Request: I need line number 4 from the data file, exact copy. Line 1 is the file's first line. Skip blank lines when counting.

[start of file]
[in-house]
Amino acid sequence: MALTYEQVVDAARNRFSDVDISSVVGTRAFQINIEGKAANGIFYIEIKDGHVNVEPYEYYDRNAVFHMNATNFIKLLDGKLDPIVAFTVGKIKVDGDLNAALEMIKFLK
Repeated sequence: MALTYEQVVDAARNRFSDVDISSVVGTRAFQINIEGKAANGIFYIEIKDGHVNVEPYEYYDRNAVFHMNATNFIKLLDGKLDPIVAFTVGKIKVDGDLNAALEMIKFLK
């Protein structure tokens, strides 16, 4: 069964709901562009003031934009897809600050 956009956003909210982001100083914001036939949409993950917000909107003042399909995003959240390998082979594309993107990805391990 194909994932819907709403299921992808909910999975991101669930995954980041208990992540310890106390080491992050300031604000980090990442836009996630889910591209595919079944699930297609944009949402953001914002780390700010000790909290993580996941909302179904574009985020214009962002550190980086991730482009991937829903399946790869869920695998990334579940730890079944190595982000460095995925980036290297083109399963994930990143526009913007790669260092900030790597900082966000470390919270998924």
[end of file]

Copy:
């Protein structure tokens, strides 16, 4: 069964709901562009003031934009897809600050 956009956003909210982001100083914001036939949409993950917000909107003042399909995003959240390998082979594309993107990805391990 194909994932819907709403299921992808909910999975991101669930995954980041208990992540310890106390080491992050300031604000980090990442836009996630889910591209595919079944699930297609944009949402953001914002780390700010000790909290993580996941909302179904574009985020214009962002550190980086991730482009991937829903399946790869869920695998990334579940730890079944190595982000460095995925980036290297083109399963994930990143526009913007790669260092900030790597900082966000470390919270998924």